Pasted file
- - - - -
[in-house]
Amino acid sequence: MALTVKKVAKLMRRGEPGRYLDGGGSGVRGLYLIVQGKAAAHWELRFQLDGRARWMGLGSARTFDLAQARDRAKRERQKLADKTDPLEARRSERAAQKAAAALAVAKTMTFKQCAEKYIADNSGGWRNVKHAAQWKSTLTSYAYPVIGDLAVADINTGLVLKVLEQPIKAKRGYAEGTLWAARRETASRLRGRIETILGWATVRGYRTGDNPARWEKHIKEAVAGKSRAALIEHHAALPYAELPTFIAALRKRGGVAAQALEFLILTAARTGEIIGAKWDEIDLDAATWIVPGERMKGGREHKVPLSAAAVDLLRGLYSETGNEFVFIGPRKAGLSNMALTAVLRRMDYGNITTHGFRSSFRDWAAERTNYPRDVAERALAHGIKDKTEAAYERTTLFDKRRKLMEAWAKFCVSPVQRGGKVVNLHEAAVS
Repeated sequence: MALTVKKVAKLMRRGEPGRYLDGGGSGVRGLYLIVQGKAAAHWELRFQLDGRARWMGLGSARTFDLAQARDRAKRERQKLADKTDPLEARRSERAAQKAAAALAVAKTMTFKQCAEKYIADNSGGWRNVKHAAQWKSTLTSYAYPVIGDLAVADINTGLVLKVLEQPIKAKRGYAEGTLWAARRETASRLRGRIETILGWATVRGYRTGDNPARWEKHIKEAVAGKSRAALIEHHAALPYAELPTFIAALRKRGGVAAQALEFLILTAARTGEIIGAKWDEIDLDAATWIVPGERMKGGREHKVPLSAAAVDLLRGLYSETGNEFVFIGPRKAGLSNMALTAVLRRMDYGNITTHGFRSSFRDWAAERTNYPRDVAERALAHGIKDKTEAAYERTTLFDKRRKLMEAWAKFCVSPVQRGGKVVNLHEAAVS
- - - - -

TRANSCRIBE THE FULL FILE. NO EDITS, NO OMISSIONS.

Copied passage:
[in-house]
Amino acid sequence: MALTVKKVAKLMRRGEPGRYLDGGGSGVRGLYLIVQGKAAAHWELRFQLDGRARWMGLGSARTFDLAQARDRAKRERQKLADKTDPLEARRSERAAQKAAAALAVAKTMTFKQCAEKYIADNSGGWRNVKHAAQWKSTLTSYAYPVIGDLAVADINTGLVLKVLEQPIKAKRGYAEGTLWAARRETASRLRGRIETILGWATVRGYRTGDNPARWEKHIKEAVAGKSRAALIEHHAALPYAELPTFIAALRKRGGVAAQALEFLILTAARTGEIIGAKWDEIDLDAATWIVPGERMKGGREHKVPLSAAAVDLLRGLYSETGNEFVFIGPRKAGLSNMALTAVLRRMDYGNITTHGFRSSFRDWAAERTNYPRDVAERALAHGIKDKTEAAYERTTLFDKRRKLMEAWAKFCVSPVQRGGKVVNLHEAAVS
Repeated sequence: MALTVKKVAKLMRRGEPGRYLDGGGSGVRGLYLIVQGKAAAHWELRFQLDGRARWMGLGSARTFDLAQARDRAKRERQKLADKTDPLEARRSERAAQKAAAALAVAKTMTFKQCAEKYIADNSGGWRNVKHAAQWKSTLTSYAYPVIGDLAVADINTGLVLKVLEQPIKAKRGYAEGTLWAARRETASRLRGRIETILGWATVRGYRTGDNPARWEKHIKEAVAGKSRAALIEHHAALPYAELPTFIAALRKRGGVAAQALEFLILTAARTGEIIGAKWDEIDLDAATWIVPGERMKGGREHKVPLSAAAVDLLRGLYSETGNEFVFIGPRKAGLSNMALTAVLRRMDYGNITTHGFRSSFRDWAAERTNYPRDVAERALAHGIKDKTEAAYERTTLFDKRRKLMEAWAKFCVSPVQRGGKVVNLHEAAVS